Most of the varieties of strawberries grown in California are patented and owned by the University of California which then licenses them to nurseries to grow “certified” plants to sell to producers.  But independent nurseries are being purchased by larger companies who sell only to large farms (this is a trend among nurseries in general).  Meanwhile, vertically integrated corporations like Driscolls have created their own varieties that can only be grown by farmers who sell them back to Driscolls — again, another trend in fresh produce growing.

Over the years, it has often been a struggle for our small farm to source the plants — called “crowns” — that we need to grow strawberries.  That is partially because the varieties that perform here are “niche” ones that are not as widely planted as the types grown on the coast.  We are constantly trialing new or different varieties in order to spread out the risk of losing one.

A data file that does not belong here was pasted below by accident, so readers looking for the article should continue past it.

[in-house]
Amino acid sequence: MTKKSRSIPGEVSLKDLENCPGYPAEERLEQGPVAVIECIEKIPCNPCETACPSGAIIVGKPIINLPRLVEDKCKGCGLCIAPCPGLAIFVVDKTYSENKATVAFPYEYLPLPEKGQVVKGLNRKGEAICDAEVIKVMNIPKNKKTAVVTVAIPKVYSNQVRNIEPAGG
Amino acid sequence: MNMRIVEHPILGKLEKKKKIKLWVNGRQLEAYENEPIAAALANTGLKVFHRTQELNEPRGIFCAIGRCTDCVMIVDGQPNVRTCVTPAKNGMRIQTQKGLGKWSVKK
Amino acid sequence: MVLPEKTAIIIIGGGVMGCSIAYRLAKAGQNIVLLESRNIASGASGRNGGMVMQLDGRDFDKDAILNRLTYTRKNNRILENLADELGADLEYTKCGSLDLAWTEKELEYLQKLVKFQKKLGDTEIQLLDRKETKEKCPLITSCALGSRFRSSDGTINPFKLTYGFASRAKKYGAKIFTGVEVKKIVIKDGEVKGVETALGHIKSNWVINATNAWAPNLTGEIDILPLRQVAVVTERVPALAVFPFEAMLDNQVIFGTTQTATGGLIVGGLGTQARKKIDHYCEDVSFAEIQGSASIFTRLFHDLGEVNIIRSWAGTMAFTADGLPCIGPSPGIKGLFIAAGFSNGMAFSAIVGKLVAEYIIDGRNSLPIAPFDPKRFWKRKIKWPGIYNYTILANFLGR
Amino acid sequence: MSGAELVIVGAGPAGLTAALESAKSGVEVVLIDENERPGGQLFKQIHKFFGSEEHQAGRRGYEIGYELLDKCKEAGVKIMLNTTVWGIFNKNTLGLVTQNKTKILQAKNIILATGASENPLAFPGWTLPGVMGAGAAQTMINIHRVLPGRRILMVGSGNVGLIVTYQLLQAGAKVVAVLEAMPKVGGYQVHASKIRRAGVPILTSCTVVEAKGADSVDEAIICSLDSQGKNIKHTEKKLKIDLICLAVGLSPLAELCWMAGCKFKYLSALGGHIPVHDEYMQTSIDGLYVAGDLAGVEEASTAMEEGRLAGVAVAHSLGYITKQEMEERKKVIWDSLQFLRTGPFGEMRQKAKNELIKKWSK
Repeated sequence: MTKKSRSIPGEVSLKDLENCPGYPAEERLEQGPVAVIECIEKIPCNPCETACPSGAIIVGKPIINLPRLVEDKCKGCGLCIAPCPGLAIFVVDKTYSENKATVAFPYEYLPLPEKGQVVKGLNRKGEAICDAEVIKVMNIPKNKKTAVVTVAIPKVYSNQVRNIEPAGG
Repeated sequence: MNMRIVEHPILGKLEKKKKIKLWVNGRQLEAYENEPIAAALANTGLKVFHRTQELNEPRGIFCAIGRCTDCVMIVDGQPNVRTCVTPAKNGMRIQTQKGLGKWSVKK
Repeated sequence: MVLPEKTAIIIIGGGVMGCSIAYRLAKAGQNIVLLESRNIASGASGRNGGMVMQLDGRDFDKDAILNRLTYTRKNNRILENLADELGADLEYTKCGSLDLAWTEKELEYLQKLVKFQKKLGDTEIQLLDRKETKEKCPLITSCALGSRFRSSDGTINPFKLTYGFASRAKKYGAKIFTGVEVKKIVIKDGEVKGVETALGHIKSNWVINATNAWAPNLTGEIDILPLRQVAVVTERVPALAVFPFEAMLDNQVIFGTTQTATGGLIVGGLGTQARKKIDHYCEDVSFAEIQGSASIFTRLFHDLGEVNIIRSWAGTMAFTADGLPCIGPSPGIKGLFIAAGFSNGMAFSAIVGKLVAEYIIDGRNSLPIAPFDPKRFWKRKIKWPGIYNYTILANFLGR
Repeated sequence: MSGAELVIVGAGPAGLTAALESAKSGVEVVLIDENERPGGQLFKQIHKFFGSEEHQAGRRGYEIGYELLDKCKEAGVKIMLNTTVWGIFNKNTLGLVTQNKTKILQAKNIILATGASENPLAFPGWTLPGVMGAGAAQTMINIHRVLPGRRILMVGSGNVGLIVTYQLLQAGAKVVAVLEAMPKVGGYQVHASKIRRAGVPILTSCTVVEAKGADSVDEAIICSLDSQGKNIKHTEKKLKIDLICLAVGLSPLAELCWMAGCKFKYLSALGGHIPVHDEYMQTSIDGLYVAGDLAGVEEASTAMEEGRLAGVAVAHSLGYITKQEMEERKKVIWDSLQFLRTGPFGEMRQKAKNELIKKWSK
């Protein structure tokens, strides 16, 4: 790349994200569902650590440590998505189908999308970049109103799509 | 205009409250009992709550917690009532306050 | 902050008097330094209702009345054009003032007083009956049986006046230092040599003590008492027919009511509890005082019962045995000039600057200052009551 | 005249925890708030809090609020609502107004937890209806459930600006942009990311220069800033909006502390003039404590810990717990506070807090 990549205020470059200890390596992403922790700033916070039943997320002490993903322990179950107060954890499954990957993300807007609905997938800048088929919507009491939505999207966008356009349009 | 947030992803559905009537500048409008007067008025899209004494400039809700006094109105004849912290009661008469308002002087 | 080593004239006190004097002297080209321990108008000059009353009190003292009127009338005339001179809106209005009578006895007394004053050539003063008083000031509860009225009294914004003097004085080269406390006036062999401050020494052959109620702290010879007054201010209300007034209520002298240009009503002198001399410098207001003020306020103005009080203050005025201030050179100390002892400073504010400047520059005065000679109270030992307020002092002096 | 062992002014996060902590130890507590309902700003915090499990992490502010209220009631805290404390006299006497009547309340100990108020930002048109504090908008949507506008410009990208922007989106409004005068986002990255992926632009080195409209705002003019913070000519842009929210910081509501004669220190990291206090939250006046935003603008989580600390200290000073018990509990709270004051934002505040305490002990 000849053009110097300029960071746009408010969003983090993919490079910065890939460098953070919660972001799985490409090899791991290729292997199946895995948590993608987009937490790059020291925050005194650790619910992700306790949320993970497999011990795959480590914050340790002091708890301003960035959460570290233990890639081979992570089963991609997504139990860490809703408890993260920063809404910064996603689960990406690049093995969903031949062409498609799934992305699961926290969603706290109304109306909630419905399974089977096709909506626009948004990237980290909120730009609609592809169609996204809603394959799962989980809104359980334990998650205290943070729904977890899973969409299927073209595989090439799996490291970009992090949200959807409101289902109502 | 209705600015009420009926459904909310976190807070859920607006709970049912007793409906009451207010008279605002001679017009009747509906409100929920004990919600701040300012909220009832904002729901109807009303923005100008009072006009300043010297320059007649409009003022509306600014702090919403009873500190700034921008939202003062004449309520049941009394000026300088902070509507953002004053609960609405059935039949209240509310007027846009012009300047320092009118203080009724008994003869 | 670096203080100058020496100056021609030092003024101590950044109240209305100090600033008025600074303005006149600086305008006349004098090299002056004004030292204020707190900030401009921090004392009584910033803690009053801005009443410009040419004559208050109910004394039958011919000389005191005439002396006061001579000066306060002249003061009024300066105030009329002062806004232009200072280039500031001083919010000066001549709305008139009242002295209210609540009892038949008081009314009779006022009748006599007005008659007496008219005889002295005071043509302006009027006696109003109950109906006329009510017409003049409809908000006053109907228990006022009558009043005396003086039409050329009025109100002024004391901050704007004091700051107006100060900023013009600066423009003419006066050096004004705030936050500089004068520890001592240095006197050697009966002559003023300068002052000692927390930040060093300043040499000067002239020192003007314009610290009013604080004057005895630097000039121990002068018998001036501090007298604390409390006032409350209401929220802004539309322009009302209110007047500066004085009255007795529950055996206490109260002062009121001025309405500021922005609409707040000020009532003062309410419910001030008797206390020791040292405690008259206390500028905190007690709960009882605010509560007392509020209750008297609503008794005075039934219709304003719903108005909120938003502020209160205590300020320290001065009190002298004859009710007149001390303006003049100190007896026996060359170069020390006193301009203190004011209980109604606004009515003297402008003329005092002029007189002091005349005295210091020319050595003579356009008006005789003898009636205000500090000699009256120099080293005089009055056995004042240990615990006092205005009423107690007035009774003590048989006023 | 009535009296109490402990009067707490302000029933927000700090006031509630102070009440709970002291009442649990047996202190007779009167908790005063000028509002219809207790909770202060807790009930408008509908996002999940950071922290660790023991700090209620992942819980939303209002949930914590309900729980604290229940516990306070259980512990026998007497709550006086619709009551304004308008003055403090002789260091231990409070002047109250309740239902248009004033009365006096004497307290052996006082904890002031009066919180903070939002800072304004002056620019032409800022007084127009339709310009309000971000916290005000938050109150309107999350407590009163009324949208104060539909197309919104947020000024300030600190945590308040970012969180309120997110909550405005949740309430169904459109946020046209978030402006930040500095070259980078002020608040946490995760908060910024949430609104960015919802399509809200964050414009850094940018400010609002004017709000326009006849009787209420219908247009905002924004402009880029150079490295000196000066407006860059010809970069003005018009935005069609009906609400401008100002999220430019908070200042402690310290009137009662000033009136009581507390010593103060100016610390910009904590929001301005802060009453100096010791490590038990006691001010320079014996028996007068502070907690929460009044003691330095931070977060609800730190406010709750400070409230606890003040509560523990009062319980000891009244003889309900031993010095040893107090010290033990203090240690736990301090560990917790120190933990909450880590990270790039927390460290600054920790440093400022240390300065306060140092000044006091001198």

We’ve had some unpleasant surprises.  The first was when our long-time nursery was bought by a Spanish competitor — and then shut down completely.  No one ever even called or emailed us to let us know.  I found out about it by Googling the nursery.  Then ensued a scramble to find another nursery.

That unpleasant surprise turned out to be a change for the better, as the new nursery staff was more helpful and supportive.  With their help, we found a great new variety that we decided was our “favorite” and after two years of testing it out, switched over to growing it exclusively in 2023.  Called “Sweet Ann”, it is a tasty, attractive berry that performed very well under our growing conditions.

Most strawberry growers order their plants for the following year just a few weeks after the harvest season starts.  That means you are unable to make any changes based on the current year’s demand or other factors.  But this time last year, when I tried to place our order for the crowns we would plant in September for the 2024 season, I was told the nursery was completely sold out of Sweet Ann.  They initially told me they had no plants of any variety for us, but would “get back” to me if any became available.